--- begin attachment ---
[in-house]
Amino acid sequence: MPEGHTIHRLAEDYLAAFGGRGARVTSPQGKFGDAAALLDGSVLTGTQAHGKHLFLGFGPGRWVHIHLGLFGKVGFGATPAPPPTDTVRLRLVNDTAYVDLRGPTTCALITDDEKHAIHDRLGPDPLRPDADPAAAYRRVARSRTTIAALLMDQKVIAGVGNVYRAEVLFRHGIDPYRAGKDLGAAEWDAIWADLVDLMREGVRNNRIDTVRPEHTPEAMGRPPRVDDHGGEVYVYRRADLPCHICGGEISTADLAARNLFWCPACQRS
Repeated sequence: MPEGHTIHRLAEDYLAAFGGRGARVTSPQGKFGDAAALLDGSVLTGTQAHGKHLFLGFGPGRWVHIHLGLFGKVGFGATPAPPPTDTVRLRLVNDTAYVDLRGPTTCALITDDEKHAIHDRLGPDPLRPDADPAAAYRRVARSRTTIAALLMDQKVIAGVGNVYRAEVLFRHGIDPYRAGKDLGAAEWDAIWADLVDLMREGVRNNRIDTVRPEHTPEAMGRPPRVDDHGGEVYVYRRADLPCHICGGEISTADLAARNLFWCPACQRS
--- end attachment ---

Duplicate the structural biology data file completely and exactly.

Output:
[in-house]
Amino acid sequence: MPEGHTIHRLAEDYLAAFGGRGARVTSPQGKFGDAAALLDGSVLTGTQAHGKHLFLGFGPGRWVHIHLGLFGKVGFGATPAPPPTDTVRLRLVNDTAYVDLRGPTTCALITDDEKHAIHDRLGPDPLRPDADPAAAYRRVARSRTTIAALLMDQKVIAGVGNVYRAEVLFRHGIDPYRAGKDLGAAEWDAIWADLVDLMREGVRNNRIDTVRPEHTPEAMGRPPRVDDHGGEVYVYRRADLPCHICGGEISTADLAARNLFWCPACQRS
Repeated sequence: MPEGHTIHRLAEDYLAAFGGRGARVTSPQGKFGDAAALLDGSVLTGTQAHGKHLFLGFGPGRWVHIHLGLFGKVGFGATPAPPPTDTVRLRLVNDTAYVDLRGPTTCALITDDEKHAIHDRLGPDPLRPDADPAAAYRRVARSRTTIAALLMDQKVIAGVGNVYRAEVLFRHGIDPYRAGKDLGAAEWDAIWADLVDLMREGVRNNRIDTVRPEHTPEAMGRPPRVDDHGGEVYVYRRADLPCHICGGEISTADLAARNLFWCPACQRS